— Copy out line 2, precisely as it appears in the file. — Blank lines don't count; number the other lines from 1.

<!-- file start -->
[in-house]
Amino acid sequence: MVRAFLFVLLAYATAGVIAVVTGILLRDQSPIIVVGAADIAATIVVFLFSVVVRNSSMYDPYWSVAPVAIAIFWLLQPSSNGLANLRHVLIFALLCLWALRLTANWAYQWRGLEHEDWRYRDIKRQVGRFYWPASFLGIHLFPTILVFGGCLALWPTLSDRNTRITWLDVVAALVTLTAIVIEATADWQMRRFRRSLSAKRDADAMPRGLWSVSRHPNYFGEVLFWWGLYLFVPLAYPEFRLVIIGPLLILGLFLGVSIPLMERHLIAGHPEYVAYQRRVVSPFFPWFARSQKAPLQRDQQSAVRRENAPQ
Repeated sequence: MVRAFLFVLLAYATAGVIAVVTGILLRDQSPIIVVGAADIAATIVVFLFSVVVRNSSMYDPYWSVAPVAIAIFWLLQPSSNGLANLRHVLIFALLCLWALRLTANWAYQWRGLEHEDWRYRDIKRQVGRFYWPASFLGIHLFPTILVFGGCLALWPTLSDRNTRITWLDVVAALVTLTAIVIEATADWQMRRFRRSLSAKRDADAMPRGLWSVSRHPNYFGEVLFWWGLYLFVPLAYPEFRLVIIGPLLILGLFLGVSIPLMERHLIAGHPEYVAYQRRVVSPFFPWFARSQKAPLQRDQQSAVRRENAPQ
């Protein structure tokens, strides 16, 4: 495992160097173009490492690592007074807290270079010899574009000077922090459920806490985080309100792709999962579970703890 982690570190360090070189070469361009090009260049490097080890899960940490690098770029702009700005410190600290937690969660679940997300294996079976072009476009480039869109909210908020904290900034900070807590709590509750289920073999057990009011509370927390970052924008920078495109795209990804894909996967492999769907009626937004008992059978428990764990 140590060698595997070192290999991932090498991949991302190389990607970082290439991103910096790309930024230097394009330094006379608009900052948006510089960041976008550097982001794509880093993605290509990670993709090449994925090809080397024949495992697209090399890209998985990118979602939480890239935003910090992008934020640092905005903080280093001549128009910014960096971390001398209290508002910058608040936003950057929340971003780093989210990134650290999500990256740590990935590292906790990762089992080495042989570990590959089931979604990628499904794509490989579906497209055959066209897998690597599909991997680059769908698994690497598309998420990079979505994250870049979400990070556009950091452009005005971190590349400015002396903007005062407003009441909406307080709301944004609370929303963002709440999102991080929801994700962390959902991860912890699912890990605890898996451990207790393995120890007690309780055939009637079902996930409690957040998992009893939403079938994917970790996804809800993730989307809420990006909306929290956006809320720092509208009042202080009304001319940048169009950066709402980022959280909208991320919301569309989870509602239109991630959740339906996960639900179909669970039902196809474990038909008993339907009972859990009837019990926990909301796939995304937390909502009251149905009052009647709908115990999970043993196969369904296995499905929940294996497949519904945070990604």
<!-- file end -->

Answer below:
Amino acid sequence: MVRAFLFVLLAYATAGVIAVVTGILLRDQSPIIVVGAADIAATIVVFLFSVVVRNSSMYDPYWSVAPVAIAIFWLLQPSSNGLANLRHVLIFALLCLWALRLTANWAYQWRGLEHEDWRYRDIKRQVGRFYWPASFLGIHLFPTILVFGGCLALWPTLSDRNTRITWLDVVAALVTLTAIVIEATADWQMRRFRRSLSAKRDADAMPRGLWSVSRHPNYFGEVLFWWGLYLFVPLAYPEFRLVIIGPLLILGLFLGVSIPLMERHLIAGHPEYVAYQRRVVSPFFPWFARSQKAPLQRDQQSAVRRENAPQ